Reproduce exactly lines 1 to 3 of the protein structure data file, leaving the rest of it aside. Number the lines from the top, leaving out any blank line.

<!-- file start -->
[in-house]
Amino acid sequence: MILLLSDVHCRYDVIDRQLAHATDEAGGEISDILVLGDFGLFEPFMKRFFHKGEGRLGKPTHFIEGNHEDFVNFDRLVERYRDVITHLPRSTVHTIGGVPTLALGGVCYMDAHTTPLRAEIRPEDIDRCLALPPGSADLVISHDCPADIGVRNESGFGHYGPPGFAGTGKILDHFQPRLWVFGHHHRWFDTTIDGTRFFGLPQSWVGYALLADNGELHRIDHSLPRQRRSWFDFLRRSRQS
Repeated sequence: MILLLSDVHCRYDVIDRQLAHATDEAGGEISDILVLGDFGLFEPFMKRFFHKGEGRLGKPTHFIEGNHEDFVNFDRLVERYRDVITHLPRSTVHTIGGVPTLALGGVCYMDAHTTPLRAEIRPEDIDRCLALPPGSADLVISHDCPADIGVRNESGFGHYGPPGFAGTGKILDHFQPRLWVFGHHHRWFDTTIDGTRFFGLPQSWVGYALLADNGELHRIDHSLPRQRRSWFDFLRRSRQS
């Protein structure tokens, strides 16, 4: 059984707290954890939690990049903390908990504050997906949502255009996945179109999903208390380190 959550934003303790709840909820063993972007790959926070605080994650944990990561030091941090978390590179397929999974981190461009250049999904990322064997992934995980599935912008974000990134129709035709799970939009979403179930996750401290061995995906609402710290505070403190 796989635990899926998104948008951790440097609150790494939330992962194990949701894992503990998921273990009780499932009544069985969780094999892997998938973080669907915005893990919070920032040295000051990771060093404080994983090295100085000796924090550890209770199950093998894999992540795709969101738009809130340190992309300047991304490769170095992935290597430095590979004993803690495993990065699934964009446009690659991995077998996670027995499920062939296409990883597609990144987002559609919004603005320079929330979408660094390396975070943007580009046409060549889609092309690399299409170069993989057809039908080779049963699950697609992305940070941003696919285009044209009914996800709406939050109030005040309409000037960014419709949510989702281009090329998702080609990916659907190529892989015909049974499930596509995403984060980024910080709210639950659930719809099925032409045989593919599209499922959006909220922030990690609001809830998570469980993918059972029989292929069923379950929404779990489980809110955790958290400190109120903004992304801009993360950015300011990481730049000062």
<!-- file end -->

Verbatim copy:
[in-house]
Amino acid sequence: MILLLSDVHCRYDVIDRQLAHATDEAGGEISDILVLGDFGLFEPFMKRFFHKGEGRLGKPTHFIEGNHEDFVNFDRLVERYRDVITHLPRSTVHTIGGVPTLALGGVCYMDAHTTPLRAEIRPEDIDRCLALPPGSADLVISHDCPADIGVRNESGFGHYGPPGFAGTGKILDHFQPRLWVFGHHHRWFDTTIDGTRFFGLPQSWVGYALLADNGELHRIDHSLPRQRRSWFDFLRRSRQS
Repeated sequence: MILLLSDVHCRYDVIDRQLAHATDEAGGEISDILVLGDFGLFEPFMKRFFHKGEGRLGKPTHFIEGNHEDFVNFDRLVERYRDVITHLPRSTVHTIGGVPTLALGGVCYMDAHTTPLRAEIRPEDIDRCLALPPGSADLVISHDCPADIGVRNESGFGHYGPPGFAGTGKILDHFQPRLWVFGHHHRWFDTTIDGTRFFGLPQSWVGYALLADNGELHRIDHSLPRQRRSWFDFLRRSRQS